Regression models are the most popular tool for modeling the relationship between an outcome and a set of inputs. Models can be used for descriptive, causal-explanatory, and predictive goals (but in very different ways! see Shmueli 2010 for more).

The family of regression models includes two especially popular members: linear regression and logistic regression (with probit regression more popular than logistic in some research areas). Common knowledge, as taught in statistics courses, is: use linear regression for a continuous outcome and logistic regression for a binary or categorical outcome. But why not use linear regression for a binary outcome? the two common answers are: (1) the linear regression can produce predictions that are not binary, and hence “nonsense” and (2) inference based on the linear regression coefficients will be incorrect.

I admit that I bought into these “truths” for a long time, until I learned never to take any “statistical truth” at face value. First, let us realize that problem #1 relates to prediction and #2 to description and causal explanation. In other words, if issue #1 can be “fixed” somehow, then I might consider linear regression for prediction even if the inference is wrong (who cares about inference if I am only interested in predicting individual observations?). Similarly, if there is a fix for issue #2, then I might consider linear regression as a kosher inference mechanism even if it produces “nonsense” predictions.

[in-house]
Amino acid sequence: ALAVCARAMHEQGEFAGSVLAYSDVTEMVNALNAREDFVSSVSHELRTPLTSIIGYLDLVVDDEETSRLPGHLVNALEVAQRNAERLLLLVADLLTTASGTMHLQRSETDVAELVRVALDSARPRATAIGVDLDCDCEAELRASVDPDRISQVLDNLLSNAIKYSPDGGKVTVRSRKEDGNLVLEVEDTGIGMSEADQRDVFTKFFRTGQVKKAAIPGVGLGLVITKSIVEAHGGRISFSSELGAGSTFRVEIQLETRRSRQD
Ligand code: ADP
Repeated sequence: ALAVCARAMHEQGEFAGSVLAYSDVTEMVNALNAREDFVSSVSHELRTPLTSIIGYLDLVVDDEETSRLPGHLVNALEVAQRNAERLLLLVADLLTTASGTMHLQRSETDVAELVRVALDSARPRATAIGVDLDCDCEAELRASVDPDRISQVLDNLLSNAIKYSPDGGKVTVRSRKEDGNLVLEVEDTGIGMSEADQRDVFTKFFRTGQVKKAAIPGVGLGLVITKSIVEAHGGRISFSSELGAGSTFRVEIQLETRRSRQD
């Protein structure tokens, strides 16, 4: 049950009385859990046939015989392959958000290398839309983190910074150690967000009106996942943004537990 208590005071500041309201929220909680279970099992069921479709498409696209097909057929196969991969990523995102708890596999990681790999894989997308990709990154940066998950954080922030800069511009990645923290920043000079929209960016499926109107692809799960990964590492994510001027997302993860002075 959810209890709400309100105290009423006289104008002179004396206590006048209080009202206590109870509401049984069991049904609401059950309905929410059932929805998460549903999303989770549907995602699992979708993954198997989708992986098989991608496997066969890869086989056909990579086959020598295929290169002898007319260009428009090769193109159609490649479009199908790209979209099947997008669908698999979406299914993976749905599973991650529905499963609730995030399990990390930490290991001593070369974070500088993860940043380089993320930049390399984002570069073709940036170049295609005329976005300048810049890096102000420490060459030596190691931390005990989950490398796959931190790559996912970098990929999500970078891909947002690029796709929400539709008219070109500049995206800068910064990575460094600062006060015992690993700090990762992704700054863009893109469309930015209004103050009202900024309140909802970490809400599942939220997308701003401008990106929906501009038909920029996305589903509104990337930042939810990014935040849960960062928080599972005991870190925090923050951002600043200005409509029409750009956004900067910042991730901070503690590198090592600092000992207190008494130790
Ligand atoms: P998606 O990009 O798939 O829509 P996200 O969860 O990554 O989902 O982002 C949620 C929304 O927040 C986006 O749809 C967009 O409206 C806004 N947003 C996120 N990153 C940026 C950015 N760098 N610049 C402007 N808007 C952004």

The 2009 paper Linear versus logistic regression when the dependent variable is a dichotomy by Prof. Ottar Hellevik from Oslo University de-mystifies some of these issues. First, he gives some tricks that help avoid predictions outside the [0,1] range. The author identifies a few factors that contribute to “nonsense predictions” by linear regression:

**interactions**that are not accounted for in the regression**non-linear relationships**between a predictor and the outcome

**biased standard errors**for the coefficients, and that the coefficients might not be the most precise in terms of variance. Yet, the coefficients themselves remain unbiased (meaning that with a sufficiently large sample they are “on target”). Hence, with a

**sufficiently large sample**we need not worry! Precision is not an issue in very large samples, and hence the on-target coefficients are just what we need.

Chart from Hellevik (2009) |